Effective complaint management provides growth opportunity

Businesses naturally worry about receiving negative customer reviews about their products and services. Whether they come via social media, call centres, emails, or are shared in-person, it goes without saying that they are not something a brand aspires to receive.

However, rather than seeing negative reviews as something to fear, they should be viewed as a valuable opportunity for growth. 

If your business has the right complaint management systems and processes in place to capture not just the review, but the context around the review, and can quickly get that insight to the right functions, you have a chance to turn things around.

Here is how a negative review can in fact be a blessing in disguise, and how you can implement the right software, systems and processes to make the most of them. 

Handling negative feedback

A simple cause for negative feedback

To begin, it is important to stop and consider why negative reviews happen. Usually, the answer to this is that you have made a promise, and you haven’t delivered on that promise to the customer. In contrast, when the service you promise equals the service that you deliver, positive feedback is more likely.

It doesn’t matter if you are a premium brand or low-cost brand, or equally what sector you are in, this logic will apply. For example, if you are a low-cost airline and provide a no-frills experience, your promise and delivery align, and customers will be satisfied. If you are a high-cost airline but offer a no-frills experience, customers will complain. 

Embedding feedback loops to track customer complaints and negative reviews, and cascade it seamlessly to the appropriate teams for actioning takes patience and a commitment to act.

However, a core question is, how can you do this at scale?

Handling negative feedback – Who does it well

We can look to a leading and innovative Australian mattress retailer as a good example of a business that has the balance right. They offer a 120-night trial period for customers to decide whether they like the product or wish to receive a free return. In fact, they will even pick up the free return products in most metropolitan areas.

They have built and scaled the brand by using reviews as a form of digital currency and leveraging them in performance marketing campaigns. Therefore, paying extremely close attention to all reviews, including the negative ones. You can almost guarantee that for every negative review about one of their mattresses online, you will see a timely, personalised, and extensive response by their customer service team ready to assist.

They also promise to deliver a ‘mattress in a box’ to your doorstep within 4 hours of an online order (on weekdays in capital cities). That may seem ambitious, but the reason they have been successful is because the company delivers on time, time and time again. 

Effective feedback management – strong processes plus CRM

Technology alone won't 'close the loop'.

Being able to handle negative feedback effectively requires more than just a complaint management platform. It requires a combination of strong processes, future-fit functional teams and a powerful CRM (customer relationship management) system that will enable you to connect your front, middle and back offices so that customer complaints and other relevant data are delivered to the right people or teams to respond quickly. As the world increasingly digitises, this speed to service is a key competitive advantage.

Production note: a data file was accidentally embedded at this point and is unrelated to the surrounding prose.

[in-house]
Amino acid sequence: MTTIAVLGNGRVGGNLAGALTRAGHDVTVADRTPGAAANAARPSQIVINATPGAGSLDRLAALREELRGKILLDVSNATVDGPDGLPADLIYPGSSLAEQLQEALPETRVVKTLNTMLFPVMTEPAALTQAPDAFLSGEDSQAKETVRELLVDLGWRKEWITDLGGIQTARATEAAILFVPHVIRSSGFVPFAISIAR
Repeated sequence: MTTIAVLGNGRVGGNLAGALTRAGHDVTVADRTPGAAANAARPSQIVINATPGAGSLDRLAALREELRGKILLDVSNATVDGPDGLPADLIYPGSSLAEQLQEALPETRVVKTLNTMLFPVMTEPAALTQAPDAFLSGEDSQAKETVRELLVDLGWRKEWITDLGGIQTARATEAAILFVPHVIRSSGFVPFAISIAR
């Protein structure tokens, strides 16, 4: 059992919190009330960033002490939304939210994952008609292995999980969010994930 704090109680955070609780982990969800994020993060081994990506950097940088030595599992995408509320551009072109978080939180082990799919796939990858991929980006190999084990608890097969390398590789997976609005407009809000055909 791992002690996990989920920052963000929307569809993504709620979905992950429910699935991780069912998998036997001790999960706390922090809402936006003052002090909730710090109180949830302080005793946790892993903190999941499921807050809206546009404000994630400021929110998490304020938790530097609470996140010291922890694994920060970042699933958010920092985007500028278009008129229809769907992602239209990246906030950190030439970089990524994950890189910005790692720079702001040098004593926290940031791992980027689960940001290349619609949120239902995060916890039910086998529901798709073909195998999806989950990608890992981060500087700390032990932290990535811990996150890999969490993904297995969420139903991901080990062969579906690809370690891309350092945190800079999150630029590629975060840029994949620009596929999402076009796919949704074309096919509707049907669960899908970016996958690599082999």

Developing the internal processes to capture these insights through a CRM is critical as it allows you to paint a more complete picture of your customers. Where feedback is received through owned channels i.e., website, social or direct CRMs can automatically ingest the data and create individual consumer profiles empowering internal customer teams to manage the conversation more effectively with unhappy customers.

Where customers provide negative feedback through third party channels i.e., product review sites, non-owned social pages, blogs the ability to automatically pull data into CRM is compromised and it becomes the job of receptive internal community managers to actively communicate with customers through these channels and bring them back into the businesses’ channel ecosystem to resolve customer issues. In both instances, CRM will surface the issues with the appropriate teams or people within the business to promptly close the product feedback loop. 

Australian cosmetics retailer MECCA was the number one Australian brand in the KPMG Customer Experience Excellence Report 2021, and applies this analytical approach to continually delight its customers. Sam Bain, Chief Digital Officer, MECCA Brands, said that MECCA has always been "customer-obsessed", but has recently focused its efforts engaging with data to inform decisions.


The biggest change is probably the extent to which we now use customer feedback and data. We use a lot more quantitative data to drive decision making today, whereas we used to rely more on anecdotal insights.

Sam Bain
Chief Digital Officer
MECCA Brands

Managing negative reviews – KPMG can help

At KPMG, we use our KPMG Powered Enterprise Marketing, Sales & Service to accelerate your transformation to being customer-centric. KPMG Powered Enterprise allows you to easily track negative reviews and customer complaints so they can be directed to the relevant teams for action. Our goal is to get you to a position where you can make the most of customer insights faster – including positive and negative reviews – to help you level the balance between promise and delivery, and be ready for sustainable growth.

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